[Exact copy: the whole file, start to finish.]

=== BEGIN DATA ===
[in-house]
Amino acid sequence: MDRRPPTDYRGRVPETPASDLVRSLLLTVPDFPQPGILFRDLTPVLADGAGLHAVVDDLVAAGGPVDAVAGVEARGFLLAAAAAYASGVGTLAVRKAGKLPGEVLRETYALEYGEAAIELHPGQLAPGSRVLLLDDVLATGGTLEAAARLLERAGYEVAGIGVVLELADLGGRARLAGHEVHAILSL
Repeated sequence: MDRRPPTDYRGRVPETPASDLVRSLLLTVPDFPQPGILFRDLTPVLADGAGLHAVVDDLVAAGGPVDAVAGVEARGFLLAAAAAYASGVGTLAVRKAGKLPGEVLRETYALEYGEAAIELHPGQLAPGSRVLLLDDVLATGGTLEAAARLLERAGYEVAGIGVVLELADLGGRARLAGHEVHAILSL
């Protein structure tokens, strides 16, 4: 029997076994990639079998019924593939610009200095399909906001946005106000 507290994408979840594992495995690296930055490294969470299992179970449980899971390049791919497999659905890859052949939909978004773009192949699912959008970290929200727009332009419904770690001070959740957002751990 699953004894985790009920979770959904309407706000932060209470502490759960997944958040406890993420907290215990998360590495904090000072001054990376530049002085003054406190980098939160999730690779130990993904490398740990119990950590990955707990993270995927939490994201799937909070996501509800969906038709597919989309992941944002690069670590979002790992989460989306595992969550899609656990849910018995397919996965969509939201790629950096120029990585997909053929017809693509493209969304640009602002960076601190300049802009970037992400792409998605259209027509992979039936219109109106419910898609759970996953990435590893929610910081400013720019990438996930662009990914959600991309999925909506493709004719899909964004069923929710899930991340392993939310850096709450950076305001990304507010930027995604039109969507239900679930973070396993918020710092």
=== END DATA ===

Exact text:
[in-house]
Amino acid sequence: MDRRPPTDYRGRVPETPASDLVRSLLLTVPDFPQPGILFRDLTPVLADGAGLHAVVDDLVAAGGPVDAVAGVEARGFLLAAAAAYASGVGTLAVRKAGKLPGEVLRETYALEYGEAAIELHPGQLAPGSRVLLLDDVLATGGTLEAAARLLERAGYEVAGIGVVLELADLGGRARLAGHEVHAILSL
Repeated sequence: MDRRPPTDYRGRVPETPASDLVRSLLLTVPDFPQPGILFRDLTPVLADGAGLHAVVDDLVAAGGPVDAVAGVEARGFLLAAAAAYASGVGTLAVRKAGKLPGEVLRETYALEYGEAAIELHPGQLAPGSRVLLLDDVLATGGTLEAAARLLERAGYEVAGIGVVLELADLGGRARLAGHEVHAILSL
């Protein structure tokens, strides 16, 4: 029997076994990639079998019924593939610009200095399909906001946005106000 507290994408979840594992495995690296930055490294969470299992179970449980899971390049791919497999659905890859052949939909978004773009192949699912959008970290929200727009332009419904770690001070959740957002751990 699953004894985790009920979770959904309407706000932060209470502490759960997944958040406890993420907290215990998360590495904090000072001054990376530049002085003054406190980098939160999730690779130990993904490398740990119990950590990955707990993270995927939490994201799937909070996501509800969906038709597919989309992941944002690069670590979002790992989460989306595992969550899609656990849910018995397919996965969509939201790629950096120029990585997909053929017809693509493209969304640009602002960076601190300049802009970037992400792409998605259209027509992979039936219109109106419910898609759970996953990435590893929610910081400013720019990438996930662009990914959600991309999925909506493709004719899909964004069923929710899930991340392993939310850096709450950076305001990304507010930027995604039109969507239900679930973070396993918020710092």